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BillyBillyBilly

Let's talk animation

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Hey, I''m trying to decide how to do animation. Idealy I''d like to do skeletal, but the arb_vertex_blend isn''t a very common extension for people to have (and it''s a pain not having programs immediately work on computers). There''s also arb_vertex_program which seems to be possessed more frequently. Anyway, what kind of animation do you guys use and stuff? Any information you could dump would be great. Thanks for reading, -billy

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I use keyframe animation. Uses more memory, and you have less freedom, but it''s faster and works on any GPU.
What are you trying to do? Many games (space, RTS, TBS, etc.) won''t require bone animation.

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I am doing an RPG and I''m trying to do something like the Warcraft III engine (if you''ve played that). So I don''t need extremely detailed character models or animations.

How does keyframe work? I could just make a bunch of display lists for each frame. That would be easy and very fast. Do you interpolate between the different keyframes? I don''t know how that''d work, without re-sending vertex data each frame, which would be slow...

hrm. *ponders*

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with keyframing you do interpolate between the two frames either side of the current time in the animation to get your current location.
I dont see how this would be 'slow' as you have to resend the vertex data every frame anyways and the speed hit you'll suffer is probably quite minor if you use something like VAs.
If you are using VBOs then you could use a vertex program to do the work, however keep in mind that for non-hardware vertex shader cards this will be a sub-optimal route if you try to force the vertex data into VRAM, you'd be better off with keeping them as VAs even if you used vertex programs.



[Phantom Web | OpenGL Window Framework]
"i wonder why i do that... type words which are nuffin like the word i wanted every now and badger"


[edited by - _the_phantom_ on May 9, 2004 12:12:21 AM]

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The only problem with keyframe animation is that they eat a LOT of memory, if you use it as a VA or VBO (to maximize the performance). I use MD2s and I don''t even use interpolation.

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I was hoping I could just stick each frame in a separate display list. That way it''s in the graphics memory hopefully and I can just call the needed list based on the current frame. But that wouldn''t be very smooth compared to keyframe, I supose.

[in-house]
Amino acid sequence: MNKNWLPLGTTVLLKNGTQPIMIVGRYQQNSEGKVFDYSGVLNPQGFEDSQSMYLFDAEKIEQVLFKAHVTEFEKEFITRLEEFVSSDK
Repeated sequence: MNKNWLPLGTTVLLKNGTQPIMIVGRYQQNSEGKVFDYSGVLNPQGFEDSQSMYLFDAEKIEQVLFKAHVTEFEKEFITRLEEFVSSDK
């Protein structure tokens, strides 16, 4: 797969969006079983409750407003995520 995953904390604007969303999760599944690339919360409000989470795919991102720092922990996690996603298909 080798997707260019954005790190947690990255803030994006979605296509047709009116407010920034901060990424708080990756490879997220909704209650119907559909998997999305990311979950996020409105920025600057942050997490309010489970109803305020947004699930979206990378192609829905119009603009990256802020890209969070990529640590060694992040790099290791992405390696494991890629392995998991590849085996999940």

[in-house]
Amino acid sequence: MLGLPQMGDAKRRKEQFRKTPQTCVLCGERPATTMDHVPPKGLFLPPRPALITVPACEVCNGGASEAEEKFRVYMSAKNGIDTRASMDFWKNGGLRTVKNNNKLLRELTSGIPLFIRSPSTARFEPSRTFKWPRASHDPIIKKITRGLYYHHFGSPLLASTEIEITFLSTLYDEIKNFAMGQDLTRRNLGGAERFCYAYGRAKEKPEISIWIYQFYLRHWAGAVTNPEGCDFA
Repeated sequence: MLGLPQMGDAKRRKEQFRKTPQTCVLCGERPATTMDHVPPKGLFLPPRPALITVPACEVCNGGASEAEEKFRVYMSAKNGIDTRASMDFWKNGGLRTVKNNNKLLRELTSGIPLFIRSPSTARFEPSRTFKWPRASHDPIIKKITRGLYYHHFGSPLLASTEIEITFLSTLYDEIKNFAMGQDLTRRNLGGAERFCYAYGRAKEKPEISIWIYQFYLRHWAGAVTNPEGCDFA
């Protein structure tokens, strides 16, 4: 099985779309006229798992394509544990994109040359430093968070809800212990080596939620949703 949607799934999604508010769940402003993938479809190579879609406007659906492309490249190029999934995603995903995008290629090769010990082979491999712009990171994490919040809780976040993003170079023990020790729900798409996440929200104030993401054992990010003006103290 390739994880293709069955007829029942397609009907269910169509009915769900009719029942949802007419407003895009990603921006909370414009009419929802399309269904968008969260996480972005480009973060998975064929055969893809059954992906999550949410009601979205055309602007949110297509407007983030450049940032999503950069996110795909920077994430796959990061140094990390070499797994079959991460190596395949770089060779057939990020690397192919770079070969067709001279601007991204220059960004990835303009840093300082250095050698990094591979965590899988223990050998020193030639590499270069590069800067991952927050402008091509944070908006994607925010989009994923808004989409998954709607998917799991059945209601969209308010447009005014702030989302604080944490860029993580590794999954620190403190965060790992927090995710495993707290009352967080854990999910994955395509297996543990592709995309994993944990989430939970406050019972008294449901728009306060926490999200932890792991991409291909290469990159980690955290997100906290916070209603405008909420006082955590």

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Don''t do that, it takes too much memory.
Instead, use vertex arrays (or just plain begin/end, if your models are too big)

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ack, you DO NOT want to use glbegin/glend if you want even slighly sane performance with more than a couple of polys on the screen, hand feeding the gfx card is a waste of time and resources, fine for knocking up small things and the odd test I guess but really.. no.

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_the_phantom_, it depends. If you have like 30 models, with 600 polys each, 200 frames/model, then the memory use can get insane, so sometimes begin/end is prefered.
In my engine, it is user configurable if the drawing is done the VA or begin/end way.

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I''d actually be very interested to know what model format Warcraft3 models are in. From playing the game, it seems to incorporate: Alphablend/alphakey textures, keyframed animation a la md2, ''hot spots'' (for things like spell action points, and feet for footprints), billboards (for instance gnolls'' whacky things, or the spheres on the Arcane Sanctum), particle systems (some characters emit smoke/steam/bilious green gas).

I''m guessing it''s a warcraft-specific format with a 3ds max exporter. Which segues nicely into another query - how do you make a multi-animation md2 model in, say, gmax? Like most other editors, gmax seems to have no intrinsic support for multiple animations in a single file (although I haven''t tried Milkshape, which I guess would do that).

Skeletal animation is good for ragdoll effects. If you''re not gonna do them, then it''s too much work.

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